The Carolingian dynasty (known variously as the Carlovingians, Carolingus, Carolings or Karlings) was a Frankish noble family founded by Charles Martel with origins in the Arnulfing and Pippinid clans of the 7th century AD.

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Charlemagne or Charles the Great (Karl der Große, Carlo Magno; 2 April 742 – 28 January 814), numbered Charles I, was King of the Franks from 768, King of the Lombards from 774, and Holy Roman Emperor from 800.

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ChristianityFrom Ancient Greek Χριστός Khristós (Latinized as Christus), translating Hebrew מָשִׁיחַ, Māšîăḥ, meaning "the anointed one", with the Latin suffixes -ian and -itas.

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Circipania (Circipanien, Zirzipanien) was a medieval territory in what is now northeastern Germany.

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Danes (danskere) are a nation and a Germanic ethnic group native to Denmark, who speak Danish and share the common Danish culture.

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The Drevani (Draväno-Polaben or Drevanen) were a tribe of Polabian Slavs settling on the Elbe river in the area of the present-day Lüchow-Dannenberg district of Lower Saxony, Germany.

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The Elbe (Elbe; Low German: Elv) is one of the major rivers of Central Europe.

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German language

German (Deutsch) is a West Germanic language that is mainly spoken in Central Europe.

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German Revolution of 1918–19

The German Revolution or November Revolution (Novemberrevolution) was a civil conflict in the German Empire at the end of the First World War that resulted in the replacement of the German federal constitutional monarchy with a democratic parliamentary republic that later became known as the Weimar Republic.

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Germanisation (also spelled Germanization) is the spread of the German language, people and culture or policies which introduced these changes.

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Germany (Deutschland), officially the Federal Republic of Germany (Bundesrepublik Deutschland), is a sovereign state in central-western Europe.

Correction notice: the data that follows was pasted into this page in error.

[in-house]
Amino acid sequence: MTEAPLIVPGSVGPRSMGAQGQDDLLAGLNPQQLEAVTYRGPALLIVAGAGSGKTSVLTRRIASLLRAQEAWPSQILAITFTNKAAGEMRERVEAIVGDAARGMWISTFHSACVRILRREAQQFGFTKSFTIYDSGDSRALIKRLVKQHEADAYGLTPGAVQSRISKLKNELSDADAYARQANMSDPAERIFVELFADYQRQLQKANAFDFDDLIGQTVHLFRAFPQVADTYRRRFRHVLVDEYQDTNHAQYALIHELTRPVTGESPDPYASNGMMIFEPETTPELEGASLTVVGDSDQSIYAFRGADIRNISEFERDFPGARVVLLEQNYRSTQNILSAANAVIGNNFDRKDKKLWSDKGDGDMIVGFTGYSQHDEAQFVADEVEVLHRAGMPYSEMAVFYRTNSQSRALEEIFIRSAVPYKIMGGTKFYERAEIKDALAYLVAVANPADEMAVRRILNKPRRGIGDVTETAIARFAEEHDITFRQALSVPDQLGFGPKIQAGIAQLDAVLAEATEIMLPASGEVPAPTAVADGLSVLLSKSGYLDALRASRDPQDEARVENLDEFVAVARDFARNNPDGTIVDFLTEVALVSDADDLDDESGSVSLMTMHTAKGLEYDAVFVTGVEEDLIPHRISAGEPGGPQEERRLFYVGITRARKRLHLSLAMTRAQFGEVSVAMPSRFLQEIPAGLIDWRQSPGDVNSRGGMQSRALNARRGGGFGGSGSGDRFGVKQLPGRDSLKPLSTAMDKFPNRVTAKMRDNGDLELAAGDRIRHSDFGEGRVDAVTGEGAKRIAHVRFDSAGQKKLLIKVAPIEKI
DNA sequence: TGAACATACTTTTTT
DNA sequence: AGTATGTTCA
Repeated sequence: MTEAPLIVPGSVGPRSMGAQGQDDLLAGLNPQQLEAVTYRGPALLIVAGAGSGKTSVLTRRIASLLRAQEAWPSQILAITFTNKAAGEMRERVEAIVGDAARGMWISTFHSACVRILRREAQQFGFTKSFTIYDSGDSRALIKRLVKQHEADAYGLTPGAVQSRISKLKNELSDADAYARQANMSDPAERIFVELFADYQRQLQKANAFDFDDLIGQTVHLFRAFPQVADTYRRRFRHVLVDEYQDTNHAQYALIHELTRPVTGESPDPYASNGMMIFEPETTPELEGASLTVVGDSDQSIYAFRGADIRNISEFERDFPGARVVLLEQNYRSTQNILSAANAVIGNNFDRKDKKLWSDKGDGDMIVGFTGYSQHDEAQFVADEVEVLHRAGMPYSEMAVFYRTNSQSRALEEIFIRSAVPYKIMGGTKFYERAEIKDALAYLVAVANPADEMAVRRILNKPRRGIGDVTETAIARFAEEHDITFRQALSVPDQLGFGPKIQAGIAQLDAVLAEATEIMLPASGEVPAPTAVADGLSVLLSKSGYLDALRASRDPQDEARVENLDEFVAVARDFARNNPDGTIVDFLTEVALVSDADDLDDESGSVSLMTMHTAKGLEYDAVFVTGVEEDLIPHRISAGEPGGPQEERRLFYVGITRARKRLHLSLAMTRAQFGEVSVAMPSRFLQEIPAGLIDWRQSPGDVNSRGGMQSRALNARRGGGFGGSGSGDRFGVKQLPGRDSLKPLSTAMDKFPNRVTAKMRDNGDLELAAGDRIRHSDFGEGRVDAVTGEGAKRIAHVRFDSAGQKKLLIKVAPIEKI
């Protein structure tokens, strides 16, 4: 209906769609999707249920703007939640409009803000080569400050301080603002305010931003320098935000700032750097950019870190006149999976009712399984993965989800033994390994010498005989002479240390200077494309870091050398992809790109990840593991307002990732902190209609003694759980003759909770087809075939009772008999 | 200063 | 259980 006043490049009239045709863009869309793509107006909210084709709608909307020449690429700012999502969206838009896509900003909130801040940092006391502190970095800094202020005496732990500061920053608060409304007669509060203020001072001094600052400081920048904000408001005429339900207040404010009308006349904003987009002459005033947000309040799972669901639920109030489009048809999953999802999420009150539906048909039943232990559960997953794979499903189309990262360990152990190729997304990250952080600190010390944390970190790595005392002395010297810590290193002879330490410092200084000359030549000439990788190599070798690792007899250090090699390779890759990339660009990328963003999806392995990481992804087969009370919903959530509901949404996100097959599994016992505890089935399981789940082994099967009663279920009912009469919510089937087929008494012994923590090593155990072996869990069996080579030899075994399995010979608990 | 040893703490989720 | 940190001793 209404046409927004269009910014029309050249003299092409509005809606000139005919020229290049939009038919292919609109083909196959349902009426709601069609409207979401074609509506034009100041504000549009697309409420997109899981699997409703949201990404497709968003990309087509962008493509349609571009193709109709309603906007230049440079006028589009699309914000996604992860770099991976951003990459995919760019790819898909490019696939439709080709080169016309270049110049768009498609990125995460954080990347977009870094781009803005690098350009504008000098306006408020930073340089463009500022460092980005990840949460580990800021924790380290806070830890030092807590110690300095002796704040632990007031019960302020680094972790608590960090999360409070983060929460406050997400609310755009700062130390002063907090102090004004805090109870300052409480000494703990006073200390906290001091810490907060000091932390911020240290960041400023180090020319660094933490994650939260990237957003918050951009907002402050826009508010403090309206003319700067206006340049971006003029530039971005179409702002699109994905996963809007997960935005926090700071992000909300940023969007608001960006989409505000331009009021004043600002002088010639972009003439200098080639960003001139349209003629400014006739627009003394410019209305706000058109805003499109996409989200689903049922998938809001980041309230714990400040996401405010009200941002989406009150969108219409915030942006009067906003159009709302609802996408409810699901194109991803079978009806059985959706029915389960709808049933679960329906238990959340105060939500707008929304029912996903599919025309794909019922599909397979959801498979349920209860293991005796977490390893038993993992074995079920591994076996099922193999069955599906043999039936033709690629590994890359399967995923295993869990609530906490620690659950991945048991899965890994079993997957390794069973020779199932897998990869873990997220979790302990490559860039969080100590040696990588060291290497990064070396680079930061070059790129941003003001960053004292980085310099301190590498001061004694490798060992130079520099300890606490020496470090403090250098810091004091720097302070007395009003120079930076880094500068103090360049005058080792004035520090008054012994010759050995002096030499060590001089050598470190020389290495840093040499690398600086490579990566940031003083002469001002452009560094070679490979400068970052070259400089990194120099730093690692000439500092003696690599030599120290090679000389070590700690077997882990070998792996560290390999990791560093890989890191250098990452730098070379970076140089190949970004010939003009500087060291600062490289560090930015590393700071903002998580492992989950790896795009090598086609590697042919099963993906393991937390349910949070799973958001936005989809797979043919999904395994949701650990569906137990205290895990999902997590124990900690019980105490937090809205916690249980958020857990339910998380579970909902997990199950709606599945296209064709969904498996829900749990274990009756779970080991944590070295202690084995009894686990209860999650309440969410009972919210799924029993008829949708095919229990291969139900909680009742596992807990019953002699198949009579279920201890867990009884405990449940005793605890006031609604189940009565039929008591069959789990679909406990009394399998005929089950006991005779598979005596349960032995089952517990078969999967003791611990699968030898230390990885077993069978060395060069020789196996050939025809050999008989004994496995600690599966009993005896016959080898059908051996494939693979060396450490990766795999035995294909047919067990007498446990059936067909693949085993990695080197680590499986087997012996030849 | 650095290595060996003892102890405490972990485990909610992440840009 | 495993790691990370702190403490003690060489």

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Gottschalk (Obotrite prince)

Saint Gottschalk (or Godescalc) (Godescalcus) (died 6 June 1066) was a prince of the Obotrite confederacy from 1043 to 1066.

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Great Slav Rising

The Great Slav Rising in 983 was an uprising of the Polabian Slavs (Wends), mainly Lutici and Obotrite tribes living east of the Elbe River in modern north-east Germany.

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Hamburg (locally), Hamborg, officially the Free and Hanseatic City of Hamburg (Freie und Hansestadt Hamburg, Friee un Hansestadt Hamborg),Constitution of Hamburg), is the second-largest city of Germany as well as one of the country's 16 constituent states, with a population of roughly 1.8 million people. The city lies at the core of the Hamburg Metropolitan Region which spreads across four German federal states and is home to more than five million people. The official name reflects Hamburg's history as a member of the medieval Hanseatic League, a free imperial city of the Holy Roman Empire, a city-state and one of the 16 states of Germany. Before the 1871 Unification of Germany, it was a fully sovereign state. Prior to the constitutional changes in 1919 it formed a civic republic headed constitutionally by a class of hereditary grand burghers or Hanseaten. The city has repeatedly been beset by disasters such as the Great Fire of Hamburg, exceptional coastal flooding and military conflicts including World War II bombing raids. Historians remark that the city has managed to recover and emerge wealthier after each catastrophe. Situated on the river Elbe, Hamburg is home to Europe's second-largest port and a broad corporate base. In media, the major regional broadcasting firm NDR, the printing and publishing firm italic and the newspapers italic and italic are based in the city. Hamburg remains an important financial center, the seat of Germany's oldest stock exchange and the world's oldest merchant bank, Berenberg Bank. Media, commercial, logistical, and industrial firms with significant locations in the city include multinationals Airbus, italic, italic, italic, and Unilever. The city is a forum for and has specialists in world economics and international law with such consular and diplomatic missions as the International Tribunal for the Law of the Sea, the EU-LAC Foundation, and the UNESCO Institute for Lifelong Learning. In recent years, the city has played host to multipartite international political conferences and summits such as Europe and China and the G20. Former German Chancellor italic, who governed Germany for eight years, and Angela Merkel, German chancellor since 2005, come from Hamburg. The city is a major international and domestic tourist destination. It ranked 18th in the world for livability in 2016. The Speicherstadt and Kontorhausviertel were declared World Heritage Sites by UNESCO in 2015. Hamburg is a major European science, research, and education hub, with several universities and institutions. Among its most notable cultural venues are the italic and italic concert halls. It gave birth to movements like Hamburger Schule and paved the way for bands including The Beatles. Hamburg is also known for several theatres and a variety of musical shows. St. Pauli's italic is among the best-known European entertainment districts.